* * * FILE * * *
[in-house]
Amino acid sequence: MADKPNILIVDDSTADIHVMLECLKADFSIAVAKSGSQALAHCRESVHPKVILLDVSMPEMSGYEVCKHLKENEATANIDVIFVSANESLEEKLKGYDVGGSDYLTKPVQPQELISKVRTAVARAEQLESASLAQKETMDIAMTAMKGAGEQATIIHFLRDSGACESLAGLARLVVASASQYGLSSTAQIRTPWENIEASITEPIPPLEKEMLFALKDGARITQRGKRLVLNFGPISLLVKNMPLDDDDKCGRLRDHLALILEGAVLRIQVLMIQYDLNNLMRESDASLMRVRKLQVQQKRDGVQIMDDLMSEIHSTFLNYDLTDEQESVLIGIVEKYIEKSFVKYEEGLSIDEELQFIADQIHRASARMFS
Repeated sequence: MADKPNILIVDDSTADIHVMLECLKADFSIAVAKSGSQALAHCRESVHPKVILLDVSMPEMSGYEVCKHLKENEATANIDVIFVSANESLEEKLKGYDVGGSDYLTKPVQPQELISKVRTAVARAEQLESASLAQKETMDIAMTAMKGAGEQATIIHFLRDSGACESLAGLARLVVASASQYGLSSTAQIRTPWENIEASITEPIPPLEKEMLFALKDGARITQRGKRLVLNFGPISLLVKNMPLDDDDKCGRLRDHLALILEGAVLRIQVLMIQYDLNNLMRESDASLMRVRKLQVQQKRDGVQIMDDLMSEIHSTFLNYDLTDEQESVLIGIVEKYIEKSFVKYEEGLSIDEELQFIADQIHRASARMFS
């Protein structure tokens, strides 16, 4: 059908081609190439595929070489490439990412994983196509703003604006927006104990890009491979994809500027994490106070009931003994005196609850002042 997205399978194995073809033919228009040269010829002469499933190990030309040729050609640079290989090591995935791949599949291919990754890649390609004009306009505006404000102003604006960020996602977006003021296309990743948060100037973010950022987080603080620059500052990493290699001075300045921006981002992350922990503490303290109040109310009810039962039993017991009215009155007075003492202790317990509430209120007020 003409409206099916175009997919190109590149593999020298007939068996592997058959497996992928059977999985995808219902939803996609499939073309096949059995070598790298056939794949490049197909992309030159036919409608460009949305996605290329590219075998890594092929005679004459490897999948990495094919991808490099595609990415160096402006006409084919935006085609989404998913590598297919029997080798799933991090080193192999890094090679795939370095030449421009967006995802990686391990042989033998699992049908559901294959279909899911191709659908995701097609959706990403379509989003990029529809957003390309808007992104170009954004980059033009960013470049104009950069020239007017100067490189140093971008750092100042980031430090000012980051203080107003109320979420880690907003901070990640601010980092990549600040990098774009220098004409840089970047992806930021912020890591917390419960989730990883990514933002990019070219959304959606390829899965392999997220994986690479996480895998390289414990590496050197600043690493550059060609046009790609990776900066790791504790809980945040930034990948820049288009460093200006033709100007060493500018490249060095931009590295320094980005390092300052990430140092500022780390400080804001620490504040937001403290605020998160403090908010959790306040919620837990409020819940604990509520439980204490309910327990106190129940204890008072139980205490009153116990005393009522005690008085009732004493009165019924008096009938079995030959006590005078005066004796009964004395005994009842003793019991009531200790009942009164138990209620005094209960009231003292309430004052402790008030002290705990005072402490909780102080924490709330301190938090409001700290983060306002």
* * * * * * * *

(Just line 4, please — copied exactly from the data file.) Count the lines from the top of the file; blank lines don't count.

């Protein structure tokens, strides 16, 4: 059908081609190439595929070489490439990412994983196509703003604006927006104990890009491979994809500027994490106070009931003994005196609850002042 997205399978194995073809033919228009040269010829002469499933190990030309040729050609640079290989090591995935791949599949291919990754890649390609004009306009505006404000102003604006960020996602977006003021296309990743948060100037973010950022987080603080620059500052990493290699001075300045921006981002992350922990503490303290109040109310009810039962039993017991009215009155007075003492202790317990509430209120007020 003409409206099916175009997919190109590149593999020298007939068996592997058959497996992928059977999985995808219902939803996609499939073309096949059995070598790298056939794949490049197909992309030159036919409608460009949305996605290329590219075998890594092929005679004459490897999948990495094919991808490099595609990415160096402006006409084919935006085609989404998913590598297919029997080798799933991090080193192999890094090679795939370095030449421009967006995802990686391990042989033998699992049908559901294959279909899911191709659908995701097609959706990403379509989003990029529809957003390309808007992104170009954004980059033009960013470049104009950069020239007017100067490189140093971008750092100042980031430090000012980051203080107003109320979420880690907003901070990640601010980092990549600040990098774009220098004409840089970047992806930021912020890591917390419960989730990883990514933002990019070219959304959606390829899965392999997220994986690479996480895998390289414990590496050197600043690493550059060609046009790609990776900066790791504790809980945040930034990948820049288009460093200006033709100007060493500018490249060095931009590295320094980005390092300052990430140092500022780390400080804001620490504040937001403290605020998160403090908010959790306040919620837990409020819940604990509520439980204490309910327990106190129940204890008072139980205490009153116990005393009522005690008085009732004493009165019924008096009938079995030959006590005078005066004796009964004395005994009842003793019991009531200790009942009164138990209620005094209960009231003292309430004052402790008030002290705990005072402490909780102080924490709330301190938090409001700290983060306002």